In her book

In her book "Farming While Black" Leah Penniman challenges misconceptions about black farming and landownership.

In 1920, African-American farmers owned 14 percent of all American farmland. Today, 45,000 black growers own just two percent of that land and the vast majority of them live in the South, according to census data from the U.S. Department of Agriculture.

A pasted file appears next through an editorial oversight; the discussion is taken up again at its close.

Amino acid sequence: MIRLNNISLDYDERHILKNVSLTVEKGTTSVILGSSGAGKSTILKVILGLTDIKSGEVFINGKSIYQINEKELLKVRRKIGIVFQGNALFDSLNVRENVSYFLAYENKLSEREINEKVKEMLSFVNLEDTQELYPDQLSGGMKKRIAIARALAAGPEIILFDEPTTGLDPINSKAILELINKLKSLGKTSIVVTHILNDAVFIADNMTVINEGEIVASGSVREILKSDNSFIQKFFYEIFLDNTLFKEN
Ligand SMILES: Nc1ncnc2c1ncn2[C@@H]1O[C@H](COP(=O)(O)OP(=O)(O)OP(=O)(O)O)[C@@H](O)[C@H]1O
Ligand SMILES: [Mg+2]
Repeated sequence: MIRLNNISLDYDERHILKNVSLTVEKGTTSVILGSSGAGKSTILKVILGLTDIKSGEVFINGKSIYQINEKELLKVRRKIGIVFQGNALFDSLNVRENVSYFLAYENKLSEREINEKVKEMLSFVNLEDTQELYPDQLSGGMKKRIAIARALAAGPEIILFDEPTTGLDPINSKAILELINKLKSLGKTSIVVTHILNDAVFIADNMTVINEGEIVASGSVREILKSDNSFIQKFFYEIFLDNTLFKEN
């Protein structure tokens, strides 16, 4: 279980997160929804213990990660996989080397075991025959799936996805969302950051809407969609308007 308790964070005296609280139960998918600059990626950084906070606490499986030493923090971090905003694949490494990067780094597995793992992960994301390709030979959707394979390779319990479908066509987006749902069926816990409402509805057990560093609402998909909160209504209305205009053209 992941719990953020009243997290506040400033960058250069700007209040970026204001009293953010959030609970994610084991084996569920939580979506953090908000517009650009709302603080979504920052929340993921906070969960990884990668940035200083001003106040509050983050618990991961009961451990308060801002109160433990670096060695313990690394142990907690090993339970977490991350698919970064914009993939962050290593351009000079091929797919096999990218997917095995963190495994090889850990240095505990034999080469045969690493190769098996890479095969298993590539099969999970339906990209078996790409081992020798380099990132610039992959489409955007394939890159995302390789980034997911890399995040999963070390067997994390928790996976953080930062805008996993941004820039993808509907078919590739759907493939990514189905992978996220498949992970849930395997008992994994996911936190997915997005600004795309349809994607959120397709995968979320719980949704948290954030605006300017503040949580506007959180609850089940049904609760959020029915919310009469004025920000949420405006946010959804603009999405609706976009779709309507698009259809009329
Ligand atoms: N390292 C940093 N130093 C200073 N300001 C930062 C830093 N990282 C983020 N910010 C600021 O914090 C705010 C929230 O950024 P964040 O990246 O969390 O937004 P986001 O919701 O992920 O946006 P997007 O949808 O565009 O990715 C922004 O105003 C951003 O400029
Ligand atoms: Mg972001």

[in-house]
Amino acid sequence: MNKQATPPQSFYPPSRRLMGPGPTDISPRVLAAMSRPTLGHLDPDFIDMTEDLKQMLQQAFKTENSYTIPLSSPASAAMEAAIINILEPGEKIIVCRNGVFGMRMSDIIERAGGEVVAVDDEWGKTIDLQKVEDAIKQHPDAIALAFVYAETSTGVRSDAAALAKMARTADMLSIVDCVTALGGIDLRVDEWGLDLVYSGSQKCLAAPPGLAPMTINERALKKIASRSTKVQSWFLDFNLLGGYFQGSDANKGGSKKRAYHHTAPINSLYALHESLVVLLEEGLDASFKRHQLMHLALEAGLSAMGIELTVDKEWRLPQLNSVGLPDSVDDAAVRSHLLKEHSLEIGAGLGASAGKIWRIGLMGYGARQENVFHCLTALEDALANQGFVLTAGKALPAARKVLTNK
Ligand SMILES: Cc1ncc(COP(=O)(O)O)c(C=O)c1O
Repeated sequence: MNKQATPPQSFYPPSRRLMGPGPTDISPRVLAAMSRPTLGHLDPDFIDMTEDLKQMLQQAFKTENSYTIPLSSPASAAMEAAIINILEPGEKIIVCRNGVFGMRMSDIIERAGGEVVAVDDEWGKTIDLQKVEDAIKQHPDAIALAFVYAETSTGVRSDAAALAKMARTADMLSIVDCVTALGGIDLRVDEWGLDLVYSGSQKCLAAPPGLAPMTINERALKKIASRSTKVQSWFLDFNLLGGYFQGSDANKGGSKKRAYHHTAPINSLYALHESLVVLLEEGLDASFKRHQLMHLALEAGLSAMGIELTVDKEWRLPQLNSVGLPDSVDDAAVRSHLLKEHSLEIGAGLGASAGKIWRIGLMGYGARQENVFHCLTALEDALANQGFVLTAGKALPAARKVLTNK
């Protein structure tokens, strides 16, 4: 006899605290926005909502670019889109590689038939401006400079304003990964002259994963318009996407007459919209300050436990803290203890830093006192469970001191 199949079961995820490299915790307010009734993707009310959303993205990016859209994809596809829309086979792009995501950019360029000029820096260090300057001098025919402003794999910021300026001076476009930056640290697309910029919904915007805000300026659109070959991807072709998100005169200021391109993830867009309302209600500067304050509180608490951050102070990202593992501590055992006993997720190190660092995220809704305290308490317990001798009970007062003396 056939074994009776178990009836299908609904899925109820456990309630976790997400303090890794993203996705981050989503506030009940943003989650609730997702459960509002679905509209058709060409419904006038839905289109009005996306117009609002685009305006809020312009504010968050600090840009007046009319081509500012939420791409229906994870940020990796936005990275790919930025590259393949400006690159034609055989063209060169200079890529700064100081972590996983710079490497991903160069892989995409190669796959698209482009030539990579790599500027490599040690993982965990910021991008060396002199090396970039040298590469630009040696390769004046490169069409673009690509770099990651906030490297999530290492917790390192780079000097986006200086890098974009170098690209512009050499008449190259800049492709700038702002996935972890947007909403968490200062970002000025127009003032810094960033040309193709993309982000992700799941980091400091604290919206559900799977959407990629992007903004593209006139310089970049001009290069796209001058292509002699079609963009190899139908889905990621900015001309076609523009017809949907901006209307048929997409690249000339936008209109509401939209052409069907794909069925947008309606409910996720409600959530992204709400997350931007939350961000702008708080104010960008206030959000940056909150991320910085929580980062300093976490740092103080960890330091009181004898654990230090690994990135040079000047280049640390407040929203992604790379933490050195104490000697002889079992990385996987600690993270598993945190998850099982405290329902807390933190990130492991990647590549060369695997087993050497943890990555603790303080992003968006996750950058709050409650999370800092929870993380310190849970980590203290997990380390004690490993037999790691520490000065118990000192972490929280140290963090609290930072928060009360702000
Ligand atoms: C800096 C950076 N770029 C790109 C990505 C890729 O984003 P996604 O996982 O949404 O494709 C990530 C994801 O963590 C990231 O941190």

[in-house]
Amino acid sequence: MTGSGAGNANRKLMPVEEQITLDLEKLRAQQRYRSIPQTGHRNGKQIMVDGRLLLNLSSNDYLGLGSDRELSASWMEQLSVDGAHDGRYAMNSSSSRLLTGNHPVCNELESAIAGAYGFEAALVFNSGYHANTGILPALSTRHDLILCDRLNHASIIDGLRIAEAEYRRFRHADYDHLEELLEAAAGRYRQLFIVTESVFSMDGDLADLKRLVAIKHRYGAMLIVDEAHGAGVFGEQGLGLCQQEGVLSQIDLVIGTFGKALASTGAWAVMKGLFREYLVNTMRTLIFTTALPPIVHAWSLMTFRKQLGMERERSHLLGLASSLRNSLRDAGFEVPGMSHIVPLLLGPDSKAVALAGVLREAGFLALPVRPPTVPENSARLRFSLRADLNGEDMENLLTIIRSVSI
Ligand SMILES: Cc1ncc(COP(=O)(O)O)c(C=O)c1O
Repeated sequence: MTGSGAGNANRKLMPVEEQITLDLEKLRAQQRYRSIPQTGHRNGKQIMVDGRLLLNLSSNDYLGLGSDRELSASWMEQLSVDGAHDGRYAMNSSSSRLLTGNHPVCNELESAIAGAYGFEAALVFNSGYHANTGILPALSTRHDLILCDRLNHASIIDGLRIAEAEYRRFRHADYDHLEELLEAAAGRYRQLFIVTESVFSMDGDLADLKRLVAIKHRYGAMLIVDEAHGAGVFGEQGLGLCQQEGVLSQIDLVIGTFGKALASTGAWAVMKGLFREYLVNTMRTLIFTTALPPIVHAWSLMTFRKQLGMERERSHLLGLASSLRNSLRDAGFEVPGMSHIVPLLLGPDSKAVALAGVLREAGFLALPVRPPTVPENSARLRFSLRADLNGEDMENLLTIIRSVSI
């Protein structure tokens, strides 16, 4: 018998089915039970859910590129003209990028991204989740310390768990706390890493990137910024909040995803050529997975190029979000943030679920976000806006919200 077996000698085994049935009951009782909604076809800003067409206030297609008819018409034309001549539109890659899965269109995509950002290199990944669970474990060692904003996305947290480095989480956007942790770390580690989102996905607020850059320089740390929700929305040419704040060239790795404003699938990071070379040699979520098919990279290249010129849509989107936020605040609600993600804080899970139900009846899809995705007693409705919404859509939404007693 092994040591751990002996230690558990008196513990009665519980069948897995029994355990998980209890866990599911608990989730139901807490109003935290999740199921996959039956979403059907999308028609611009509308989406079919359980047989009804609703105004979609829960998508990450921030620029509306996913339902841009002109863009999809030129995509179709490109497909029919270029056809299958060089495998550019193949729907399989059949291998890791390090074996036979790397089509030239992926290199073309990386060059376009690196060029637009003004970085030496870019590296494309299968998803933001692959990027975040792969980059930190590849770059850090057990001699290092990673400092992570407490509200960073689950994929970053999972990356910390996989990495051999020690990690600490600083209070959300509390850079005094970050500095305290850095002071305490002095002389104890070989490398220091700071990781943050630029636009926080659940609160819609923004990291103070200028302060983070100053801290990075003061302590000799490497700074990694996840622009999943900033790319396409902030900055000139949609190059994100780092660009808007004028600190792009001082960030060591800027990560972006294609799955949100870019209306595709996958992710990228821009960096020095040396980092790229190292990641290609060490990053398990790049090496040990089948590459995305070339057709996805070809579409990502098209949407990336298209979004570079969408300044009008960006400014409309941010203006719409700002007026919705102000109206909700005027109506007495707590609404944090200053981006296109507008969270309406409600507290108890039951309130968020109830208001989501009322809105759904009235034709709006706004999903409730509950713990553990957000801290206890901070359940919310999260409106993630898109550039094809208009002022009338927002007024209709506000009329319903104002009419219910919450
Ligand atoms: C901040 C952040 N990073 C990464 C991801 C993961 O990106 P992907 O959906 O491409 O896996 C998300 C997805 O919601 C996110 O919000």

A new book encourages a new generation of black farmers and places ownership of land and production of healthy food squarely on the path of self-determination for people of color. Leah Penniman, co-founder of Soul Fire Farm and author of "Farming While Black: Soul Fire Farm's Practical Guide to Liberation on the Land," joined "On Second Thought" for a conversation about farming and food justice."On Second Thought" host Virginia Prescott speaks with Leah Penniman.


"Farming While Black" author and Soul Fire Farm co-founder Leah Penniman